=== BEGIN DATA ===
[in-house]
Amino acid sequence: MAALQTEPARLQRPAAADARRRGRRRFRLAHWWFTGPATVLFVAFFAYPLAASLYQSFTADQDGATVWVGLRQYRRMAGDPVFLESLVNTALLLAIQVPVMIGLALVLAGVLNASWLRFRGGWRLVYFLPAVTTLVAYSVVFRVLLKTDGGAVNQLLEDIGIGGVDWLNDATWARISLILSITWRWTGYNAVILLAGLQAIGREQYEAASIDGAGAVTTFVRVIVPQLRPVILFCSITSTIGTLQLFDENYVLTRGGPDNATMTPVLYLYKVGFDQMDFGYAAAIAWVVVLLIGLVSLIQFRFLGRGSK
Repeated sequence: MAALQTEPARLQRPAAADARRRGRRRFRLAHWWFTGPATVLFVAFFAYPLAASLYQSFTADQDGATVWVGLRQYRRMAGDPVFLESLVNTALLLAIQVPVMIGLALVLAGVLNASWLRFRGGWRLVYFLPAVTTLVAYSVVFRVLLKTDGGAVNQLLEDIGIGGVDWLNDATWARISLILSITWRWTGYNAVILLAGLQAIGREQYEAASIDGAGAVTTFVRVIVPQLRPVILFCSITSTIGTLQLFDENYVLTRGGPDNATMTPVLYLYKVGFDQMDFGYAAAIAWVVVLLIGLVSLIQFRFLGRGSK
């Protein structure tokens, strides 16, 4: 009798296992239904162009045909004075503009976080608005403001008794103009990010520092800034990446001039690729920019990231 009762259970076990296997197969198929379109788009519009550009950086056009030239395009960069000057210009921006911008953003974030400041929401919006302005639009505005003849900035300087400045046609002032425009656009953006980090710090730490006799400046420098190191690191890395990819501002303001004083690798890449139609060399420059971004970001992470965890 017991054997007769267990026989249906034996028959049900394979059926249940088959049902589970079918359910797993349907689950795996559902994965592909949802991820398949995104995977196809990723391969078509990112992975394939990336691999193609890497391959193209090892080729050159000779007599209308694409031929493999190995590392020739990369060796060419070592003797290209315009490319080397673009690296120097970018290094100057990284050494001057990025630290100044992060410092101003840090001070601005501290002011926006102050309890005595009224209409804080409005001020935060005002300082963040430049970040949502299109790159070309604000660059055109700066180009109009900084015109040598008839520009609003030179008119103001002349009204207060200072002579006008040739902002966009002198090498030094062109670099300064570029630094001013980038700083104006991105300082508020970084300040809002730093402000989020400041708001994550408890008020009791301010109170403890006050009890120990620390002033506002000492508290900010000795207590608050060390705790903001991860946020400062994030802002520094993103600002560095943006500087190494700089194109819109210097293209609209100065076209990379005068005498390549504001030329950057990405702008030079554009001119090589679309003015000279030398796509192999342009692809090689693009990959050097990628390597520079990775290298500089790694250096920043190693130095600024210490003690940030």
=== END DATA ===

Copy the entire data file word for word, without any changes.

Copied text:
[in-house]
Amino acid sequence: MAALQTEPARLQRPAAADARRRGRRRFRLAHWWFTGPATVLFVAFFAYPLAASLYQSFTADQDGATVWVGLRQYRRMAGDPVFLESLVNTALLLAIQVPVMIGLALVLAGVLNASWLRFRGGWRLVYFLPAVTTLVAYSVVFRVLLKTDGGAVNQLLEDIGIGGVDWLNDATWARISLILSITWRWTGYNAVILLAGLQAIGREQYEAASIDGAGAVTTFVRVIVPQLRPVILFCSITSTIGTLQLFDENYVLTRGGPDNATMTPVLYLYKVGFDQMDFGYAAAIAWVVVLLIGLVSLIQFRFLGRGSK
Repeated sequence: MAALQTEPARLQRPAAADARRRGRRRFRLAHWWFTGPATVLFVAFFAYPLAASLYQSFTADQDGATVWVGLRQYRRMAGDPVFLESLVNTALLLAIQVPVMIGLALVLAGVLNASWLRFRGGWRLVYFLPAVTTLVAYSVVFRVLLKTDGGAVNQLLEDIGIGGVDWLNDATWARISLILSITWRWTGYNAVILLAGLQAIGREQYEAASIDGAGAVTTFVRVIVPQLRPVILFCSITSTIGTLQLFDENYVLTRGGPDNATMTPVLYLYKVGFDQMDFGYAAAIAWVVVLLIGLVSLIQFRFLGRGSK
């Protein structure tokens, strides 16, 4: 009798296992239904162009045909004075503009976080608005403001008794103009990010520092800034990446001039690729920019990231 009762259970076990296997197969198929379109788009519009550009950086056009030239395009960069000057210009921006911008953003974030400041929401919006302005639009505005003849900035300087400045046609002032425009656009953006980090710090730490006799400046420098190191690191890395990819501002303001004083690798890449139609060399420059971004970001992470965890 017991054997007769267990026989249906034996028959049900394979059926249940088959049902589970079918359910797993349907689950795996559902994965592909949802991820398949995104995977196809990723391969078509990112992975394939990336691999193609890497391959193209090892080729050159000779007599209308694409031929493999190995590392020739990369060796060419070592003797290209315009490319080397673009690296120097970018290094100057990284050494001057990025630290100044992060410092101003840090001070601005501290002011926006102050309890005595009224209409804080409005001020935060005002300082963040430049970040949502299109790159070309604000660059055109700066180009109009900084015109040598008839520009609003030179008119103001002349009204207060200072002579006008040739902002966009002198090498030094062109670099300064570029630094001013980038700083104006991105300082508020970084300040809002730093402000989020400041708001994550408890008020009791301010109170403890006050009890120990620390002033506002000492508290900010000795207590608050060390705790903001991860946020400062994030802002520094993103600002560095943006500087190494700089194109819109210097293209609209100065076209990379005068005498390549504001030329950057990405702008030079554009001119090589679309003015000279030398796509192999342009692809090689693009990959050097990628390597520079990775290298500089790694250096920043190693130095600024210490003690940030």